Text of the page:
Incidence and Prevalence of Crohn’s Disease and Ulcerative Colitis in Olmsted County, Minnesota From 1970 Through 2010

Published:November 14, 2016DOI:

      Background & Aims

      The incidence and prevalence of inflammatory bowel diseases (IBD) continue to increase worldwide. We sought to update incidence rates of Crohn’s disease (CD) and ulcerative colitis (UC) in a well-defined United States population, calculating values for Olmsted County, Minnesota through 2010. We also calculated prevalence values.


      The resources of the Rochester Epidemiology Project were used to identify county residents who were diagnosed with IBD (CD or UC), based on previously set criteria. Those with new diagnoses of CD or UC between 1970 and 2010 were identified as incidence cases, and those meeting diagnostic criteria on January 1, 2011, were identified as prevalence cases. Incidence rates were estimated (adjusted for age and sex to the US white population in 2010). Trends in incidence based on age at diagnosis, sex, and year of diagnosis were evaluated by Poisson regression.


      The incidence cohort included 410 patients with CD (51% female) and 483 individuals with UC (56% male). Median age of diagnosis was 29.5 years for persons with CD (range, 4–93 years) and 34.9 years for UC (range, 1–91 years). From 2000 through 2010, the adjusted annual incidence rate for CD was 10.7 cases per 100,000 person-years (95% confidence interval [CI], 9.1–12.3 person-years) and for UC was 12.2 per 100,000 (95% CI, 10.5–14.0 person-years). On January 1, 2011, there were 380 residents with CD, with an adjusted prevalence of 246.7 cases per 100,000 persons (95% CI, 221.7–271.8 cases per 100,000 persons), and 435 residents with UC, with an adjusted prevalence of 286.3 (95% CI, 259.1–313.5 cases per 100,000 persons). Male sex was significantly associated with a higher incidence rate of UC, and younger age was significantly associated with a higher incidence rate of CD.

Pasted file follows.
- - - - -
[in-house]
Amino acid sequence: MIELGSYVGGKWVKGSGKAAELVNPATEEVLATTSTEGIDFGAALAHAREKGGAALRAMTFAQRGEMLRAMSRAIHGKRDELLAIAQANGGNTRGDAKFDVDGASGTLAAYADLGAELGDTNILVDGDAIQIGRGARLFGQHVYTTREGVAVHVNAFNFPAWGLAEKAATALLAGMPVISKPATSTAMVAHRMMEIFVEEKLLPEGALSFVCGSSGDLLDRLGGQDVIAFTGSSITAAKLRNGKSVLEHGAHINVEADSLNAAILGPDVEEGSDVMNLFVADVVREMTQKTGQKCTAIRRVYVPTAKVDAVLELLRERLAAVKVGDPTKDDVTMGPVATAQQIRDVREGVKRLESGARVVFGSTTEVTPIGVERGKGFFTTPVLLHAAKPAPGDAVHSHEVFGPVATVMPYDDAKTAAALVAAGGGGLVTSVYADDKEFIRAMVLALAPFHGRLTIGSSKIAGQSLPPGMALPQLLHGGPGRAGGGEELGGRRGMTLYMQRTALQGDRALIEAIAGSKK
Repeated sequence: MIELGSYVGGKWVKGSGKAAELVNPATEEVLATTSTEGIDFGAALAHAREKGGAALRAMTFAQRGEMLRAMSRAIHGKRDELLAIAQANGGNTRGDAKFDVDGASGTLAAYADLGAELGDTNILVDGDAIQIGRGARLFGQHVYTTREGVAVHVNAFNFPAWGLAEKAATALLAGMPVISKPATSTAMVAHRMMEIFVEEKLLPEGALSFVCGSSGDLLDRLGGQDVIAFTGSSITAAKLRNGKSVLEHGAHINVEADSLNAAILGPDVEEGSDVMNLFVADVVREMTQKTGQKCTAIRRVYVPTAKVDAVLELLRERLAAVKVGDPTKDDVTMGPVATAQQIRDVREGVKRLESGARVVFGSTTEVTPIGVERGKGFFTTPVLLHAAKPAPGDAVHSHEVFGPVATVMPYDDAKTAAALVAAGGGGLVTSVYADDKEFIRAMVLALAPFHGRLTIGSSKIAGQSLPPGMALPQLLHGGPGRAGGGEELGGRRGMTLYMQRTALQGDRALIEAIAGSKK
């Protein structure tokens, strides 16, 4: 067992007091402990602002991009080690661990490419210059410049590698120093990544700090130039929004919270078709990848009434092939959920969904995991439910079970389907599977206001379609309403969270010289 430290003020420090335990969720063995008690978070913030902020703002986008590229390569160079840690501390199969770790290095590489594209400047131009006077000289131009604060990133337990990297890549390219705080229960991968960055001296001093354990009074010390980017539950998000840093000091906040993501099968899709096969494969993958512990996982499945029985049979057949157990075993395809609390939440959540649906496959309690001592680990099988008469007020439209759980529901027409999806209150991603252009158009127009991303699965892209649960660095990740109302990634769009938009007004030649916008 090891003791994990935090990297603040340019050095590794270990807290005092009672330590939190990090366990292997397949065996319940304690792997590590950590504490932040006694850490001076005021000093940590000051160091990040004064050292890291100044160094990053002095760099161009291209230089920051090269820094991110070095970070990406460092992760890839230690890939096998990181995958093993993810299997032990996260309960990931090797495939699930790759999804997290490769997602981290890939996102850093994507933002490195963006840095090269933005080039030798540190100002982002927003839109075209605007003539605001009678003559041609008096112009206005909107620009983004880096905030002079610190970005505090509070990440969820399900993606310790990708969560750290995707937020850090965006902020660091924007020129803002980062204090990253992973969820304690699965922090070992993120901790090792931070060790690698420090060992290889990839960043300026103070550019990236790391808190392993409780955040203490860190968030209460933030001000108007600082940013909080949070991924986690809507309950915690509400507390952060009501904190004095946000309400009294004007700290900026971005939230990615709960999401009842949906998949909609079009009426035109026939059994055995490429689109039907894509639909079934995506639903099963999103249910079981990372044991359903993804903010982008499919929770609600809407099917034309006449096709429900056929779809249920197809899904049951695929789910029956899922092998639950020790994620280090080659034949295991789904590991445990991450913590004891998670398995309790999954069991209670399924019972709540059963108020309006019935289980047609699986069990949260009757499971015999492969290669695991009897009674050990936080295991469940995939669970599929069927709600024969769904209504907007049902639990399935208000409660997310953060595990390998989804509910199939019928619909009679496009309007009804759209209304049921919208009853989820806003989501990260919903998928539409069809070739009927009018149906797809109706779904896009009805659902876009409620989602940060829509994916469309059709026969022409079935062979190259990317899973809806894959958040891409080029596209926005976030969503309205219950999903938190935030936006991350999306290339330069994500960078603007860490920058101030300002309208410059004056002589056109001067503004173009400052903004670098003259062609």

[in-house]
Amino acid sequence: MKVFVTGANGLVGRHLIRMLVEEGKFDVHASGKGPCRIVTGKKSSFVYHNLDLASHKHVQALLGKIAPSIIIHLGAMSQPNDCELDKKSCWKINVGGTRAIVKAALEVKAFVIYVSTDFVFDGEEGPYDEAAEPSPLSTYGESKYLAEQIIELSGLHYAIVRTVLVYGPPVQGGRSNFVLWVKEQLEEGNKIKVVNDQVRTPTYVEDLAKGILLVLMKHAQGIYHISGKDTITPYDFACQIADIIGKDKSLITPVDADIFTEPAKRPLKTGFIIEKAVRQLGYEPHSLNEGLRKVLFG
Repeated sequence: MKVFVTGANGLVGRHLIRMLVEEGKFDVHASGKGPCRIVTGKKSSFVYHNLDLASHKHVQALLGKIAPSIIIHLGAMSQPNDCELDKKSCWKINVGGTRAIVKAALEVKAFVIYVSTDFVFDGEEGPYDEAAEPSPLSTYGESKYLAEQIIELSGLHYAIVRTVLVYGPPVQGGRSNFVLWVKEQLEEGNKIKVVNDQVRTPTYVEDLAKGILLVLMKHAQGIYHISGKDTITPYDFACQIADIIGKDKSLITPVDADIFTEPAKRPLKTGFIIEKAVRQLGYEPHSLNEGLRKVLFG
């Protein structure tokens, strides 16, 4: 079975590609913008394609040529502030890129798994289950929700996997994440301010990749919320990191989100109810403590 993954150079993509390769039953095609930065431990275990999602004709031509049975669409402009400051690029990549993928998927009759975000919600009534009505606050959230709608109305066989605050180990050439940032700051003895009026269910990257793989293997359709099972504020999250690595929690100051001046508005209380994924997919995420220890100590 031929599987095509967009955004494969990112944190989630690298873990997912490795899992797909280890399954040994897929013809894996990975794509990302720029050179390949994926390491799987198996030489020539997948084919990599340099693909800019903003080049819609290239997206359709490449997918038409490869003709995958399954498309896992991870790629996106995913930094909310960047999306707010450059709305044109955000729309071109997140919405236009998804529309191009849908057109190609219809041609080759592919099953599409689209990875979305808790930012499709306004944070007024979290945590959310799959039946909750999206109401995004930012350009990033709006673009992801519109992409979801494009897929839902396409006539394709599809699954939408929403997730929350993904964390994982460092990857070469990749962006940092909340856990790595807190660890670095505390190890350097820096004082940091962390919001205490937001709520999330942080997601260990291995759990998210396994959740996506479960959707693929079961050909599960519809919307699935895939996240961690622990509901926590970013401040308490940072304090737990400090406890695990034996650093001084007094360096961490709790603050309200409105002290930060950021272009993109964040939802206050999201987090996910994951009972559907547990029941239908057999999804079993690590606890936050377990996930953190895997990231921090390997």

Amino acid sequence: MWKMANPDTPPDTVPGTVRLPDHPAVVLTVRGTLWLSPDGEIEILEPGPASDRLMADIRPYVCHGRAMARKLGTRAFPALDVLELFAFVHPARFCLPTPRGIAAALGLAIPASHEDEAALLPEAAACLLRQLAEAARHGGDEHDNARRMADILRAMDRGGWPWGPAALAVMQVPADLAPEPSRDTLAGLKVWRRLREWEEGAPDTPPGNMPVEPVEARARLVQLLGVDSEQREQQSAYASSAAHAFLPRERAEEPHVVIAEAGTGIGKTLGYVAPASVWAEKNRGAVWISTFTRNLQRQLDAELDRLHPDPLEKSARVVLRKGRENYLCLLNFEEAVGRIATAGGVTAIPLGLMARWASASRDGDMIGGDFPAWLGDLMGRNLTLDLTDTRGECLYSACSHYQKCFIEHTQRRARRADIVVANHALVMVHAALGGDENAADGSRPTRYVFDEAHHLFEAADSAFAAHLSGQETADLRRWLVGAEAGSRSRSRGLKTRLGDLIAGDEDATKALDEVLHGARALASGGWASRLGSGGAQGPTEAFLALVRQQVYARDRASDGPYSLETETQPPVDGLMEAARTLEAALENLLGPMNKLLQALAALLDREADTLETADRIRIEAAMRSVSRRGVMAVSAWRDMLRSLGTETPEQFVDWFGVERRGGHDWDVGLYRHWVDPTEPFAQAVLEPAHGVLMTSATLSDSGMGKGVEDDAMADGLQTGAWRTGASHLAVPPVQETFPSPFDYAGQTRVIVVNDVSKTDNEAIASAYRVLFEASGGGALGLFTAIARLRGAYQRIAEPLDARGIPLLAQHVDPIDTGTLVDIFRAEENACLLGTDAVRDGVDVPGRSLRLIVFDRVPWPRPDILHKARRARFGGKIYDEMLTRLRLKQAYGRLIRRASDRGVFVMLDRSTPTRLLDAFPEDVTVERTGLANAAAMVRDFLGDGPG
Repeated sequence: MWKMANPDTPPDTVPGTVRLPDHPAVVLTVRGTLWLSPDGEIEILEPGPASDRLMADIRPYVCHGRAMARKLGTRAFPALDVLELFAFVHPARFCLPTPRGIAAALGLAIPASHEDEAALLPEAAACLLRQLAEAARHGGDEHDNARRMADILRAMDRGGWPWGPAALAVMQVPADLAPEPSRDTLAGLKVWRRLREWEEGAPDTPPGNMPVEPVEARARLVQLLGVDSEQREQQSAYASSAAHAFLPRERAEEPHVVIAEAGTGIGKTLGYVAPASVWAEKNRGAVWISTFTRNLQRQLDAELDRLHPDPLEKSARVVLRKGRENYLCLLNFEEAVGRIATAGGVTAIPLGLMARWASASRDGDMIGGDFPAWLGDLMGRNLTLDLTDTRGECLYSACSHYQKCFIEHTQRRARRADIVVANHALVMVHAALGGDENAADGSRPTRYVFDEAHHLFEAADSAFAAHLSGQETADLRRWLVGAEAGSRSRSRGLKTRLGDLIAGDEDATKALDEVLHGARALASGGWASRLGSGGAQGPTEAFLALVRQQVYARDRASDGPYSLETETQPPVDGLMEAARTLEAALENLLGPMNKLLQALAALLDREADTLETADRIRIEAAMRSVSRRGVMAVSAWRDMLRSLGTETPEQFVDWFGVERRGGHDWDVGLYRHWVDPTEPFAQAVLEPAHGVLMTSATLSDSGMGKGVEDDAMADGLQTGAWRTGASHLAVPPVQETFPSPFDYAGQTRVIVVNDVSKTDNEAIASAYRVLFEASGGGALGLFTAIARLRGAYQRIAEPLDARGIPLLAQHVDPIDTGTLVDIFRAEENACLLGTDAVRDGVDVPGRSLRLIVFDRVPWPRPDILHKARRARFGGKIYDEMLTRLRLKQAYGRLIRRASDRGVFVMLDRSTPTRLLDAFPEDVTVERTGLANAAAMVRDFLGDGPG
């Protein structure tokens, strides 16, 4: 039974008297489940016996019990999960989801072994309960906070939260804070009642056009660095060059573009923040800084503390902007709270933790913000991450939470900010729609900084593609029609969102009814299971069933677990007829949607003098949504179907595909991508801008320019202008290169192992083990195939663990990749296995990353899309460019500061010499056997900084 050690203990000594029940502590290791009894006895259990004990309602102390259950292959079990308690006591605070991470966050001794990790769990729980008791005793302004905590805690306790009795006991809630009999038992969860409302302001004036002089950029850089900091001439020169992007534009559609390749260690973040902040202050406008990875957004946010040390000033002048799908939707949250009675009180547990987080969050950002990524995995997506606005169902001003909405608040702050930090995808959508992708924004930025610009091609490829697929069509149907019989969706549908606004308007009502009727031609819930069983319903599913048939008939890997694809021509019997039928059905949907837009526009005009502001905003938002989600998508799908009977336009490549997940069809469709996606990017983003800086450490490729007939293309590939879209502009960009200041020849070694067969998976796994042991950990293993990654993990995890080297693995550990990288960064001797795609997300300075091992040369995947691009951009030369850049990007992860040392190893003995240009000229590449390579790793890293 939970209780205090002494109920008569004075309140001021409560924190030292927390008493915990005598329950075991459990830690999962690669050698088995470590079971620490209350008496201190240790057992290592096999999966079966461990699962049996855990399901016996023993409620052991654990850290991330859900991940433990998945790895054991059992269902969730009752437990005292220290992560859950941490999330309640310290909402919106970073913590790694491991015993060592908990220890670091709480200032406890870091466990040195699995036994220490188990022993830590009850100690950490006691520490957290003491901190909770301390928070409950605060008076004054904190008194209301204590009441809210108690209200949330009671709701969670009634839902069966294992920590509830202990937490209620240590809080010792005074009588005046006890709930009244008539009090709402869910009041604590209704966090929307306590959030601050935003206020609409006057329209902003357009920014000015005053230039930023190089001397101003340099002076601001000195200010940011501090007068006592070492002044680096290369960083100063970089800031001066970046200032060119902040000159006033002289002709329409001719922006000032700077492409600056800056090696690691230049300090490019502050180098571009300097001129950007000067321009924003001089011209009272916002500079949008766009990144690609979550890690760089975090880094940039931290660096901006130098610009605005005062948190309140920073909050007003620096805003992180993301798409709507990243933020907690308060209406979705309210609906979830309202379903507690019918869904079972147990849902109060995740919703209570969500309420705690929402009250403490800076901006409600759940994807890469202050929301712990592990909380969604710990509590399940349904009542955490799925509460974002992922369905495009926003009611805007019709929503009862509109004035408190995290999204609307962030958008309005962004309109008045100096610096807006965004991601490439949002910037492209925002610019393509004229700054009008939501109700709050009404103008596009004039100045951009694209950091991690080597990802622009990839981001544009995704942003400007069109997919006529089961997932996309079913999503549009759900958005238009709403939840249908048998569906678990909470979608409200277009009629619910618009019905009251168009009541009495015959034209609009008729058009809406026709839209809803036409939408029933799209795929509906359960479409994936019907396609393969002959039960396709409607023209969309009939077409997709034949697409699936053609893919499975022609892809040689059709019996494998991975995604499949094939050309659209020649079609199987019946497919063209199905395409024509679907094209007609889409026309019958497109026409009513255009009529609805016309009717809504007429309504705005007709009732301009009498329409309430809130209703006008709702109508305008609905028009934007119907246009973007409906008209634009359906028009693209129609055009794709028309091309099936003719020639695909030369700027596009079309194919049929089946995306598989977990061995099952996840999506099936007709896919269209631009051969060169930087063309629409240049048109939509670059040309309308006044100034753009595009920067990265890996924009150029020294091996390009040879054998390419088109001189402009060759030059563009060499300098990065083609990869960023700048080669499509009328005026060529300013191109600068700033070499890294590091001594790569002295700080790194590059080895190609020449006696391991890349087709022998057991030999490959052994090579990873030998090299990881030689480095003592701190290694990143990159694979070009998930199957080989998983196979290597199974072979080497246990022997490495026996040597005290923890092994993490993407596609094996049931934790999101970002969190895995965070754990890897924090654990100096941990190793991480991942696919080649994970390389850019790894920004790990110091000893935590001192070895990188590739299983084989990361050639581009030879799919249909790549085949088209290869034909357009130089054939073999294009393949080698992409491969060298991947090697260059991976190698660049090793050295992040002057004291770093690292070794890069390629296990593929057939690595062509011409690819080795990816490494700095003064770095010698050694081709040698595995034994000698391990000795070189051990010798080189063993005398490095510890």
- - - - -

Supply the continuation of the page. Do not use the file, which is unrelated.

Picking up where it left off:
Estimated incidence rates for UC and CD in Olmsted County are among the highest in the United States. Extrapolating the adjusted prevalence to the most recent US Census, there could be approximately 1.6 million persons in the United States with IBD.


      Abbreviations used in this paper:

      CD (Crohn’s disease), CI (confidence interval), IBD (inflammatory bowel disease), UC (ulcerative colitis)
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